Alongside the sprawling trade fair and conference, there will also be a packed schedule of literary events where people can hear reading and talks by popular authors. You can find out all about the exhibitors at the book fair this year and what’s on at the conference in English on the Frankfurt Book Fair website

Deutsches Weinlesefest, September 23rd – October 10th 

The picturesque wine-growing regions of western Germany hold wine festivals throughout the year, but the Wine Harvest Festival – or Weinlesefest – is by far one of the biggest.

Fittingly enough, the festival is held in Neustadt an der Weinstraße, a pretty little town located along the famous Wine Route. For the few weeks of the festival, this sleepy little town hosts an enormous wine parade and around 100,000 wine-loving visitors. Head there on the 7th to see the crowning of this year’s Palatinate Wine Queen and sample some Rhineland wines out of a dubbeglas, a big glass that holds a whopping 50cl of wine. As always, drink responsibly! 

READ ALSO: 10 ways to enjoy autumn like a true German

Halloween at Frankenstein’s Castle, October 21st – November 6th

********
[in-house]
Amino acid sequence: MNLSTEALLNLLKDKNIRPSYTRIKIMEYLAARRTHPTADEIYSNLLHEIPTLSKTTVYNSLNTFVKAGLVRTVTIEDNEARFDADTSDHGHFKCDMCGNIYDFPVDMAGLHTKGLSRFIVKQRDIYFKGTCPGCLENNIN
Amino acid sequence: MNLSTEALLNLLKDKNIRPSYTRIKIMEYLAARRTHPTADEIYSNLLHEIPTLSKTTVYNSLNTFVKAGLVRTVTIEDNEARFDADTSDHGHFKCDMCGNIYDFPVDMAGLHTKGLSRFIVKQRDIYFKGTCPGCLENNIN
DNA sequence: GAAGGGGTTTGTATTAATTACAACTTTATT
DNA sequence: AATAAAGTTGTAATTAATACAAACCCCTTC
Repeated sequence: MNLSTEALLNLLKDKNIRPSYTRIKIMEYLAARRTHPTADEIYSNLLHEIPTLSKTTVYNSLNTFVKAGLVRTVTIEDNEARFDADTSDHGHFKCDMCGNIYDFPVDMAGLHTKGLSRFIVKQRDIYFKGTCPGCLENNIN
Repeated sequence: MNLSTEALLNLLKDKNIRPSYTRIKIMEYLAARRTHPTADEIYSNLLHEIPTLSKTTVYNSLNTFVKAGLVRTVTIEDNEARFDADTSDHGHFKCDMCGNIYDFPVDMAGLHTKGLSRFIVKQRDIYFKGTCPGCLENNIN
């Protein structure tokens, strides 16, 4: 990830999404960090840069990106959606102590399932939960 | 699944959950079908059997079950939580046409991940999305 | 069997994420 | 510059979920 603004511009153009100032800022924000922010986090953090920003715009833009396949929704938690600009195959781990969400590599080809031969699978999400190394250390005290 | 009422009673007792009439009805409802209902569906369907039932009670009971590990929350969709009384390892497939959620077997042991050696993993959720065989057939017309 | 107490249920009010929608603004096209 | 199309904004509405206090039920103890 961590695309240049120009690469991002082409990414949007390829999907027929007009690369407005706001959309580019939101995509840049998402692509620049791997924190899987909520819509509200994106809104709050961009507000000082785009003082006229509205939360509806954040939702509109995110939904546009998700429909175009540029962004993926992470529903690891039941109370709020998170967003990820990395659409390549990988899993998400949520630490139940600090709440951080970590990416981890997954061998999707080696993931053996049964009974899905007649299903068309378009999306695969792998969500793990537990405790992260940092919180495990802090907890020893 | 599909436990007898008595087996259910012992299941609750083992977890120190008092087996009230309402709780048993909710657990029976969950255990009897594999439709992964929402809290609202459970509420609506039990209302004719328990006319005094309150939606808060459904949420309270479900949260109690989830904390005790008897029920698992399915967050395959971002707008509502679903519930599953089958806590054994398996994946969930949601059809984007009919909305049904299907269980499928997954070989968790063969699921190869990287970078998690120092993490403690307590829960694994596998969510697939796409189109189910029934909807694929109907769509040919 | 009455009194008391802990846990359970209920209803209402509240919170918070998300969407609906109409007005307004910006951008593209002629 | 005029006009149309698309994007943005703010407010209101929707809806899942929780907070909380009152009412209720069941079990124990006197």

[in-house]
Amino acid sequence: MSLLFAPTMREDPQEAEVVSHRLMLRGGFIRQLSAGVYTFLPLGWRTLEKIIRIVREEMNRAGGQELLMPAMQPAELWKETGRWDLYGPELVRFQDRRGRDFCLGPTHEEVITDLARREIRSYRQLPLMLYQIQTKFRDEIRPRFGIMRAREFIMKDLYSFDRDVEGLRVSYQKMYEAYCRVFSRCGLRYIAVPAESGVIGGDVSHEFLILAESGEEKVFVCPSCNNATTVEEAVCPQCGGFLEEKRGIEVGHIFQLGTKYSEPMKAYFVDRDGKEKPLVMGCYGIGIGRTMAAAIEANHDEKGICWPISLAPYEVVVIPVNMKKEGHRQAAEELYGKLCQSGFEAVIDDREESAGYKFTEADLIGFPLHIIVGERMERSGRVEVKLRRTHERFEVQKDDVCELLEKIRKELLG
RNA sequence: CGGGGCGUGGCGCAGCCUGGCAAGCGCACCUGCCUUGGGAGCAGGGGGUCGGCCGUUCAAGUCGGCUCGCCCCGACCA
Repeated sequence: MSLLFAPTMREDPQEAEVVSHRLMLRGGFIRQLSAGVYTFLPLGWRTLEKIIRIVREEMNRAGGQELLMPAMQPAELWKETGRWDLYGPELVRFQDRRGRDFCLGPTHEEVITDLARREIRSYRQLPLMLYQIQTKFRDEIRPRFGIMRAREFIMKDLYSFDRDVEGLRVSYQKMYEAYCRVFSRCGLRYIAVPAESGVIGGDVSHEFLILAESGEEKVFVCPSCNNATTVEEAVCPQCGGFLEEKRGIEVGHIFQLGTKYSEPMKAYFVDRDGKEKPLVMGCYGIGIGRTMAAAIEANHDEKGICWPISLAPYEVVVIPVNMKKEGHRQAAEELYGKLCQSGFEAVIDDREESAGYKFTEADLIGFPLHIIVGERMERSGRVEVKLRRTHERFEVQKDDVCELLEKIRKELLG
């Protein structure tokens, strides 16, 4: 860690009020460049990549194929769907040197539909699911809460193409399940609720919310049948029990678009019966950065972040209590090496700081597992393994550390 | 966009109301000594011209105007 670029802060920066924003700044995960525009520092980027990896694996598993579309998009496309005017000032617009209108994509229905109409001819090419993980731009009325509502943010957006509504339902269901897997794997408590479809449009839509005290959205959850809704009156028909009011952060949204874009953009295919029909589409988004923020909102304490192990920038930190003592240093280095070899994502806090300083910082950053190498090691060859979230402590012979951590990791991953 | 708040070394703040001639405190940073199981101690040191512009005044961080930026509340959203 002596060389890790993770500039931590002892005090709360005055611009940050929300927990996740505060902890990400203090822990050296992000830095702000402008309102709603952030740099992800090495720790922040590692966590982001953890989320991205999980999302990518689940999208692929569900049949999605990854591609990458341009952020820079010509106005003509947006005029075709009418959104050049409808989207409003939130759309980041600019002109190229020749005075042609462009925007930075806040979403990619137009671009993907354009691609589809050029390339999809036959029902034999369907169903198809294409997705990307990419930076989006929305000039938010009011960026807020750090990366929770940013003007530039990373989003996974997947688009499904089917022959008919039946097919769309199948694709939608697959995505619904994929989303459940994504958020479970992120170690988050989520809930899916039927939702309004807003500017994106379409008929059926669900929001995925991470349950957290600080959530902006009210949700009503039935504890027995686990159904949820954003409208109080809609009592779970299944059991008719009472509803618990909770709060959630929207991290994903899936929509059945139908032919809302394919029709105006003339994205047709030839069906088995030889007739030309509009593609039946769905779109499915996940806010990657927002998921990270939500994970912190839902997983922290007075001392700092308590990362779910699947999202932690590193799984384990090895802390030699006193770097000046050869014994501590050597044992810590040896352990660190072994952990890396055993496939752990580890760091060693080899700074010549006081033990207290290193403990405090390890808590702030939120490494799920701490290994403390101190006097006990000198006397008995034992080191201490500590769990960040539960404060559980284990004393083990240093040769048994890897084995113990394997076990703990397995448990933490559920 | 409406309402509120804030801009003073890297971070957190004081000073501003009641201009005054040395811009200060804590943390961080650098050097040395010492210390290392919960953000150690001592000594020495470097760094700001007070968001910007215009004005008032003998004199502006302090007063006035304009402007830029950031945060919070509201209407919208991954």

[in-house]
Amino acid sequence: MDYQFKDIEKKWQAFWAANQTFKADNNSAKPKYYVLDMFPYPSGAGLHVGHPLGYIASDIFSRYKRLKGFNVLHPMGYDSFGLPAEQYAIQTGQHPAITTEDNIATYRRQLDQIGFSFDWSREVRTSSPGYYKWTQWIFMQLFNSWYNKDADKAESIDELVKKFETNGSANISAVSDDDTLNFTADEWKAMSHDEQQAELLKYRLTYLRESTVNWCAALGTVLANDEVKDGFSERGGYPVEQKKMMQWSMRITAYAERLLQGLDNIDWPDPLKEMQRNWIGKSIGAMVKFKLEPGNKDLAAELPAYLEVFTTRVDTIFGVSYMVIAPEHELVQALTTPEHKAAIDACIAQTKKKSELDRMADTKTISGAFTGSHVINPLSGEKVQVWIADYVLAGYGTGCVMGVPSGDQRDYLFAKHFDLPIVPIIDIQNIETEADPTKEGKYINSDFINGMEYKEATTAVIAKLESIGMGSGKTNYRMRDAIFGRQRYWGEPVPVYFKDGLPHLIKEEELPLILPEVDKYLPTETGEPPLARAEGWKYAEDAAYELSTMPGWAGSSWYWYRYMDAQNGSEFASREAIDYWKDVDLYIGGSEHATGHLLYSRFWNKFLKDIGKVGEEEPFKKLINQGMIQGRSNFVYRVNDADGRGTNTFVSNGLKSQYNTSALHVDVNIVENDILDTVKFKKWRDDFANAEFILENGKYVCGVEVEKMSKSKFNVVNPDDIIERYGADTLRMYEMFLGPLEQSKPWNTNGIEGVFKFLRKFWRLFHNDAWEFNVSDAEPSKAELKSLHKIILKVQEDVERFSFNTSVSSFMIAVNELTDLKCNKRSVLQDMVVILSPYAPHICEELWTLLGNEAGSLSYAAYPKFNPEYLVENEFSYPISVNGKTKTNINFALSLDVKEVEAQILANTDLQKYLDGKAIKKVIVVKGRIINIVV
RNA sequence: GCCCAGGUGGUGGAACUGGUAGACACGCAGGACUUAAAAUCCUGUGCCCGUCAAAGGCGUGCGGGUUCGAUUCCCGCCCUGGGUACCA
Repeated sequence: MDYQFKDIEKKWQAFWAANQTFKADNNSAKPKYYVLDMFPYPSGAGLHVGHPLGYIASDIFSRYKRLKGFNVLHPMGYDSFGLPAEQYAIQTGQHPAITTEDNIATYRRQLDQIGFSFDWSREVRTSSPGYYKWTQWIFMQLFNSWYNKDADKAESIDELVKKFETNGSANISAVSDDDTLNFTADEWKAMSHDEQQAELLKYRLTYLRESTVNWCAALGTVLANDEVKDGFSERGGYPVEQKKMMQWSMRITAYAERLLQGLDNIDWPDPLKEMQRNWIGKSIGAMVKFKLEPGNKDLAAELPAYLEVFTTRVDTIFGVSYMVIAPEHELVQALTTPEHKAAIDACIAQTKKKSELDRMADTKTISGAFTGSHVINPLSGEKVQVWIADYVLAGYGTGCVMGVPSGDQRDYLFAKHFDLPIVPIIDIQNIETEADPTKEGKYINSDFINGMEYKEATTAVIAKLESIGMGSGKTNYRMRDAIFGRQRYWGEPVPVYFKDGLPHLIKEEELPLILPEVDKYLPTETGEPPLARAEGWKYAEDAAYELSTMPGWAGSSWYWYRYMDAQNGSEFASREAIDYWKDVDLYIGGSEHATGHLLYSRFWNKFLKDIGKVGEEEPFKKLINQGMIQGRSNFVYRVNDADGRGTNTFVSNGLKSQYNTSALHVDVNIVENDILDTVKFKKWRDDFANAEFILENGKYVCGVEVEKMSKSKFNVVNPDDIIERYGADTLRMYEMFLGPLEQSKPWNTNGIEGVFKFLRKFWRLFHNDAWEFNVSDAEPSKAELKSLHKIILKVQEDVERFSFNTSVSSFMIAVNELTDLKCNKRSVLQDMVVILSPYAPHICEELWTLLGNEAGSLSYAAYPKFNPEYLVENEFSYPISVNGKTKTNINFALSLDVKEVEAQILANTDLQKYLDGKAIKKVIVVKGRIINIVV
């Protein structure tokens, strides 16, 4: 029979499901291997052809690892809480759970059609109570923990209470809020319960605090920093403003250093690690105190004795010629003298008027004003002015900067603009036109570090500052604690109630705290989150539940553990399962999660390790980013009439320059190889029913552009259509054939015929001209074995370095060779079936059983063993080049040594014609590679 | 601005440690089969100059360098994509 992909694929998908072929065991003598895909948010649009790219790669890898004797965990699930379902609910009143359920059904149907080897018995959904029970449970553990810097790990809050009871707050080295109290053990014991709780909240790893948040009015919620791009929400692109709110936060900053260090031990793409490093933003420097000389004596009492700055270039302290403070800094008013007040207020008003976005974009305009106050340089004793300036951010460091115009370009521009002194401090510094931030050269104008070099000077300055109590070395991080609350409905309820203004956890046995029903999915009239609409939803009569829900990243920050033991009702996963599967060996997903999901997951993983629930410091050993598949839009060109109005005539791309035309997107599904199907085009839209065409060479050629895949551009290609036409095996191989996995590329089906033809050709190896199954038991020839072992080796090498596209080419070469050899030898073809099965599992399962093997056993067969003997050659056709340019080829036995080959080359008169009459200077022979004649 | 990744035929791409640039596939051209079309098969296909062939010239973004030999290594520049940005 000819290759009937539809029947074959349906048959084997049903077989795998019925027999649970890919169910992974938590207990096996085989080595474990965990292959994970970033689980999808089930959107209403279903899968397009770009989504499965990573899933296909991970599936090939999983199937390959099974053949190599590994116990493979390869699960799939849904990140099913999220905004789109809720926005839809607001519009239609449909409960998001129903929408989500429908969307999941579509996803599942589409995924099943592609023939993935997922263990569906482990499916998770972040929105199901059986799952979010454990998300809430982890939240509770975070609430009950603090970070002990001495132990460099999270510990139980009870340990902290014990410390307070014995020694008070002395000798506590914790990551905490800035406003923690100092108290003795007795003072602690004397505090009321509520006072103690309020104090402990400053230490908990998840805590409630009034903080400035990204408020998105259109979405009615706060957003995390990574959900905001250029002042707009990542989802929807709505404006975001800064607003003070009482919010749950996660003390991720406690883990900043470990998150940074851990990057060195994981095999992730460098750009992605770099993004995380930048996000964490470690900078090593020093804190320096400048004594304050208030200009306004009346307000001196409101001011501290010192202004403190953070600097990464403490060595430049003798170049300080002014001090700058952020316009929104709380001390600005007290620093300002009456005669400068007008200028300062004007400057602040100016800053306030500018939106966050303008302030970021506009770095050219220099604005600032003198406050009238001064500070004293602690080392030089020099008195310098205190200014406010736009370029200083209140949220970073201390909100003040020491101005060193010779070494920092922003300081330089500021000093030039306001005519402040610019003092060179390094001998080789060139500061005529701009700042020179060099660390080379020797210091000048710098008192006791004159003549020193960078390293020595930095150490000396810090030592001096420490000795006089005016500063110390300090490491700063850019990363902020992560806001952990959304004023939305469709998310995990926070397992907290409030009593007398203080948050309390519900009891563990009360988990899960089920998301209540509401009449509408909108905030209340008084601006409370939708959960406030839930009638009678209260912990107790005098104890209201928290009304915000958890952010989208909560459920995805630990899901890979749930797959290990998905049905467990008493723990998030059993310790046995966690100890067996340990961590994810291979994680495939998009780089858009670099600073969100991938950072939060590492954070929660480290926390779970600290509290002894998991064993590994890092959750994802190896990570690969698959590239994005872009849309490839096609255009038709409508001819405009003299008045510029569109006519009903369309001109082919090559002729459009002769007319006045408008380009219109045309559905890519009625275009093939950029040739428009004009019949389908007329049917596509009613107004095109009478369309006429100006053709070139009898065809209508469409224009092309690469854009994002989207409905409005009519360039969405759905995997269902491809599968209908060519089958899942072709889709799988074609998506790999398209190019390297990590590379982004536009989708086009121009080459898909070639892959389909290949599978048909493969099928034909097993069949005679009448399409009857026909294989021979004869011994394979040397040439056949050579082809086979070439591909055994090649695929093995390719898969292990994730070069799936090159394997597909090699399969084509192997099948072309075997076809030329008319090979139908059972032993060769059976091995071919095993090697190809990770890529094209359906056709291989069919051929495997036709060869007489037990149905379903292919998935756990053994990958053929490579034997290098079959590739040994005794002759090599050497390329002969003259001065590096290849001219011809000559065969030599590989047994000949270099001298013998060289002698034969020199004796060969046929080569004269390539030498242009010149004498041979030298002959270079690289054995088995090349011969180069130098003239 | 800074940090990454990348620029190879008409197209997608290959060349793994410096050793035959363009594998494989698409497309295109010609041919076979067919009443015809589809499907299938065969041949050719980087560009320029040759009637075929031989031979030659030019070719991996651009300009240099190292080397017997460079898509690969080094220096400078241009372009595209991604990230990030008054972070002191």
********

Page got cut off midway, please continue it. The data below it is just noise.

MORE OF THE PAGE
If the name of Frankenstein’s Castle sounds familiar to you, it should do: apparently, Mary Shelley, the author of the novel Frankenstein, could well have been inspired by the castle when she visited the nearby town of Gernsheim in 1814. 

These days, however, the castle is known for something slightly different: in 1978, American airmen set up an annual Halloween festival at the castle, and the spooky tradition has continued to this day.

Halloween at Frankenstein Castle

A blood-curdling character at Frankenstein Castle’s Halloween Festival in 2018. Photo: picture alliance/dpa | Andreas Arnold

If you want to enjoy what’s been described as one of the most spectacular Halloween experiences in the world, it’s well worth booking tickets to go up to the castle in late October. In the weeks around Halloween, the 1000-year-old castle is transformed in a phantasmagoria of monsters and evil beings lurking in the shadows.

Every year, the organisers of the festivals pull yet another technical trick out of their sleeve to ensure that visitors are more spooked than ever. It’s not for the faint-hearted, but if you think you can handle the adrenaline, it’s bound to be an action-packed night. 

READ ALSO: What are Germany’s 8 spookiest places?

SHOW COMMENTS